Calgarians to receive improved notification for pathway closures and detours
In time for the busy construction season, The City has developed new pathway closure and detour guidelines that improve both project design and communication with citizens.
Improvements that will give citizens more notice and keep people moving as quickly as possible on Calgary’s pathways include:
Simplified, larger maps posted at both the beginning and the end of the detour.
Directional signage at every turn throughout detours.
For high-use pathways, digital signage posted at the site five days prior to the closure.
City of Calgary pathways app updated in real time.
Interactive pathways map on Calgary.ca/pathwayclosures updated in real time.
311 can advise callers on detour routes.
Designing detour routes with both pedestrians and cyclists in mind and separating them when appropriate.
Conducting follow-up inspections to ensure signage is properly installed and visible.
Projects that require pathway closures will now be held more accountable thanks to bylaw changes that were made this year allowing The City to enforce the rules outlined in the new guidelines.
“Over the past few years we’ve seen an increase in the number of people using pathways for both recreation and commuting. Since 2015 we have also seen an increase in the number of closures required to Calgary’s pathway network,” says Ian Tucker, Pathways Lead, Calgary Parks. “We recognize our closure standards have not kept pace with this growth and have made changes throughout the winter to improve planning and communication of pathway closures. The improvements will make it easier for all Calgarians to understand where they can access pathways safely and how to get around closures.”
Sunnyside pathway closures
Starting on April 1, Calgarians will see and experience some of these detour improvements on the pathway on the north side of the Bow River along Memorial Drive. As part of The City’s work in building flood resiliency along the Bow River, upgrades are being made to the existing flood barrier in Sunnyside. First, The City will be determining the extent of the upgrades needed by conducting various studies of the ground conditions, groundwater and condition of the existing barrier. Upgrades to the barrier, in addition to upstream mitigation on the Bow River, are required to avoid damage similar to what was experienced in Sunnyside in 2013.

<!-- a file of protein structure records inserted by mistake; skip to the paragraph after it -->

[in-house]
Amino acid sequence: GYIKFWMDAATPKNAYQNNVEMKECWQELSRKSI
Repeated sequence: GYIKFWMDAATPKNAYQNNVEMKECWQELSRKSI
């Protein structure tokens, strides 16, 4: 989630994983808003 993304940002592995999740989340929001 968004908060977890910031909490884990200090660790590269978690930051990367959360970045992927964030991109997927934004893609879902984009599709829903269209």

As a result, rotating pathway closures will be in effect. To allow for digging of test pits, borehole drilling and installation of monitoring wells along the pathway, between April 1 and 20 there will be various detours in place along the pathway on the north side of the Bow River between the Sunnyside C-Train Bridge and the Centre Street Bridge.
Pathway detours will only be in effect from 9 a.m. to 7 p.m. to reduce the impact on morning rush hour pathway commuters. Due to frequent changes in the construction location, if possible, we encourage cyclists to use the pathways on the south side of the Bow River to avoid detours altogether. Up to date information can be found at calgary.ca/pathwayclosures.
For more information on this project visit Calgary.ca/sunnysidebarrier.
Since the 2013 flood, $150 million has been invested in various projects throughout Calgary to reduce our city’s exposure to river flood damage by one-third.
Calgary offers over 900 kilometres of pathways city-wide, providing transportation and recreation options for Calgarians from all communities and of all backgrounds. For more information on Calgary’s extensive pathway network, visit Calgary.ca/pathways.